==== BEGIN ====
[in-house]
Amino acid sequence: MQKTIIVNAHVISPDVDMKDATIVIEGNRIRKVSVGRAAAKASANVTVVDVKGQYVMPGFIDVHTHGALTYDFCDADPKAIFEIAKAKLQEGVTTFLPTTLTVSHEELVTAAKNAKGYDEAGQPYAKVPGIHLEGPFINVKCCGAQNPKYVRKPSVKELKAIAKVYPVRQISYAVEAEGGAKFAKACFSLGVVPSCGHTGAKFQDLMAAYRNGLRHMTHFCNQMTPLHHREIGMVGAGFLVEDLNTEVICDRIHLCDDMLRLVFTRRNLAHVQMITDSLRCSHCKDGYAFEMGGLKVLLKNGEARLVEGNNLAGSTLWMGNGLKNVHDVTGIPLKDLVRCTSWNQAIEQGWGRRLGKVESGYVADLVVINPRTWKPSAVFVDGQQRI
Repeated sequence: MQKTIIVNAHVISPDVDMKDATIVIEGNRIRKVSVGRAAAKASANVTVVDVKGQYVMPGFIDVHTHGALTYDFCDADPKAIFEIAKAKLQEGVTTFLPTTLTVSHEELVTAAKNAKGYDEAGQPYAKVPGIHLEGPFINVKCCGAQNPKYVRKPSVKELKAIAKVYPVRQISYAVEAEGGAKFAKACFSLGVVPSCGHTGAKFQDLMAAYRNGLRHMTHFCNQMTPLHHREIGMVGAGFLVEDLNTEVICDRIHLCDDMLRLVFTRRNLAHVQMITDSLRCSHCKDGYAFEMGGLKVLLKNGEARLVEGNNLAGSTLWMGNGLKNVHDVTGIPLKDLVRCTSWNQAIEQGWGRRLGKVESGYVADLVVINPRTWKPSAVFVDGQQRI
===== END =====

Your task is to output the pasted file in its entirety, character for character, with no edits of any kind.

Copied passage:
[in-house]
Amino acid sequence: MQKTIIVNAHVISPDVDMKDATIVIEGNRIRKVSVGRAAAKASANVTVVDVKGQYVMPGFIDVHTHGALTYDFCDADPKAIFEIAKAKLQEGVTTFLPTTLTVSHEELVTAAKNAKGYDEAGQPYAKVPGIHLEGPFINVKCCGAQNPKYVRKPSVKELKAIAKVYPVRQISYAVEAEGGAKFAKACFSLGVVPSCGHTGAKFQDLMAAYRNGLRHMTHFCNQMTPLHHREIGMVGAGFLVEDLNTEVICDRIHLCDDMLRLVFTRRNLAHVQMITDSLRCSHCKDGYAFEMGGLKVLLKNGEARLVEGNNLAGSTLWMGNGLKNVHDVTGIPLKDLVRCTSWNQAIEQGWGRRLGKVESGYVADLVVINPRTWKPSAVFVDGQQRI
Repeated sequence: MQKTIIVNAHVISPDVDMKDATIVIEGNRIRKVSVGRAAAKASANVTVVDVKGQYVMPGFIDVHTHGALTYDFCDADPKAIFEIAKAKLQEGVTTFLPTTLTVSHEELVTAAKNAKGYDEAGQPYAKVPGIHLEGPFINVKCCGAQNPKYVRKPSVKELKAIAKVYPVRQISYAVEAEGGAKFAKACFSLGVVPSCGHTGAKFQDLMAAYRNGLRHMTHFCNQMTPLHHREIGMVGAGFLVEDLNTEVICDRIHLCDDMLRLVFTRRNLAHVQMITDSLRCSHCKDGYAFEMGGLKVLLKNGEARLVEGNNLAGSTLWMGNGLKNVHDVTGIPLKDLVRCTSWNQAIEQGWGRRLGKVESGYVADLVVINPRTWKPSAVFVDGQQRI